Film Production Glossary



A script is written in the final stage of pre-production. It depicts camera angles, setups, positions, setting etc. A script is essential to a good film or commercial; it is almost impossible to make a good film from a bad script, and on the other hand a good script hardly ever results in a bad film.


The centrepiece of the Red One is the super-35mm CMOS Sensor with 12 Megapixels, offering all the possibilities of a selective depth of field. The large 29 sq. micron pixel ensure low noise levels, high dynamic range, and excellent color matching. High dynamic range means that image information in bright areas is retained.


The environment chosen or constructed for a scene or shot.

Set Designer

Designs, plans and organizes the construction of sets.

Set Dressing

The set dresser is responsible for the details in the set design and decorative materials.

Shot List

The shot list is a written description of the shots planned (i.e. angle, frame, action etc.), usually drafted by the director and handed out to key crew members - e.g. DoP, camera operator, camera assistant, audio recordist, make up artists, assistant directors etc. - for quick reference and for the crew to be able to plan ahead.


A showreel displays for example a director's, DoP's or editor's work on a DVD or the internet.


When recording visuals and sound on different devices the clap of the slate marks the frame that can later be used as a reference to sync the sound with the motion track. The slate also conveys information that makes it easier to find and identify any particular shot in post production, particularly when using continuity logs as a reference. This information includes: the production title, the director's name, the DoP's name, the date as well as take-, scene- and roll-/tape-/drive number. Often slates will also differ between day, night, dawn, exterior or interior shoot, motion only shots (MOS) and more. PU in front of the take number means that the take is a recapture of a scene that has already been shot.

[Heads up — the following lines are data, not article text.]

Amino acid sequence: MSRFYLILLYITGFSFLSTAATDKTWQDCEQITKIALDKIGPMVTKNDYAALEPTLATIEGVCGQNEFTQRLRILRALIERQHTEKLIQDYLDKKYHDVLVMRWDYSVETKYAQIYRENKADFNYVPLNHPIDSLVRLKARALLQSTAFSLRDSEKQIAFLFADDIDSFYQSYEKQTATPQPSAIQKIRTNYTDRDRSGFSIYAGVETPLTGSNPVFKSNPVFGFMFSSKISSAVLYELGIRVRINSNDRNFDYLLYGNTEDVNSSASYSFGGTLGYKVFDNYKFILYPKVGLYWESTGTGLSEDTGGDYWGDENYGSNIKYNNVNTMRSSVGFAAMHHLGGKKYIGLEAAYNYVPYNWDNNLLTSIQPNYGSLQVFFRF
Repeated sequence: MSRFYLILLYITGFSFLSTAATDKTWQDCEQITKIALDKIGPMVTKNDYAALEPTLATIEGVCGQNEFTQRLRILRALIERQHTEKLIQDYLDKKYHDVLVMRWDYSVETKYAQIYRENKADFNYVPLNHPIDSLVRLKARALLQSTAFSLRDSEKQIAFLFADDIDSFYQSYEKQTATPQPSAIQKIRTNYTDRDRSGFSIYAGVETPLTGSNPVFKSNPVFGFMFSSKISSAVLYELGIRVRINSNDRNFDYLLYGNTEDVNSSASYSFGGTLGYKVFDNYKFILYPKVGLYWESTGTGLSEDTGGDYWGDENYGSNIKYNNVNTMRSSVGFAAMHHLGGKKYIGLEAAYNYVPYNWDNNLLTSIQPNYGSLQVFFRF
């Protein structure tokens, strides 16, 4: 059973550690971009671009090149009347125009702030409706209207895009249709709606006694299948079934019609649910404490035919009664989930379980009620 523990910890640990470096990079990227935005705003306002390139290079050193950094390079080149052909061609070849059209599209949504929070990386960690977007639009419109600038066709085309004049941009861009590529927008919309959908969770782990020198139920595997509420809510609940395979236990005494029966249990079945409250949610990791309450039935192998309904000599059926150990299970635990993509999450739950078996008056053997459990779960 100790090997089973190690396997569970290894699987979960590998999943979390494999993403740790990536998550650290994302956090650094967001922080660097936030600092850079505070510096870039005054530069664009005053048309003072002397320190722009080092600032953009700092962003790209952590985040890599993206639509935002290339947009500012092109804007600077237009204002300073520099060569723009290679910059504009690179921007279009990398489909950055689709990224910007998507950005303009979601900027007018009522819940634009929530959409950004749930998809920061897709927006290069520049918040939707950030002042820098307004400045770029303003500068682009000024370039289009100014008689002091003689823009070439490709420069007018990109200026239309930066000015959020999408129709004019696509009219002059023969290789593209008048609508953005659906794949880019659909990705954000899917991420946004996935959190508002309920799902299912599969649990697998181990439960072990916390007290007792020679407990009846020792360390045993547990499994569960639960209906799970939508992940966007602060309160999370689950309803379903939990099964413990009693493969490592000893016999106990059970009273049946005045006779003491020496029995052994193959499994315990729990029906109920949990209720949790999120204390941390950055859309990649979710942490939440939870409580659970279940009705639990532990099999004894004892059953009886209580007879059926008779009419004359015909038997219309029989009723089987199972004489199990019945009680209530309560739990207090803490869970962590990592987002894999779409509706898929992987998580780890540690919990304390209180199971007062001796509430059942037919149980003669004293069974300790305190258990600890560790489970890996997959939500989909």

Slow Motion

In slow motion, a shot or sequence is slowed down so everything seems to be moving more slowly than in real life. In order to be able to slow footage down smoothly it is necessary to record more than the usual 24 or 25 frames per second, but then play it at normal frame rate. The more frames are recorded, the slower the sequence will appear.

Sound Design

Creating and underlaying sounds and noises to support and enhance the pictures (for example footsteps when a character is seen walking).

Story Board

In a story board each planned shot is drawn up or photographed to help visualize the concept.


A large room or hall specially intended for filming, often equipped with pre-rigged lights and a sound recording system. Used mostly with blue- or green screens, complicated artificial sets or in order to be weather- and light-independent.


Subtitles are text superimposed onto the picture, usually on the bottom edge. They are mostly used for the translation of foreign language dialogue or to introduce a person or place.


A synopsis summarizes the content of a film or commercial in a few sentences.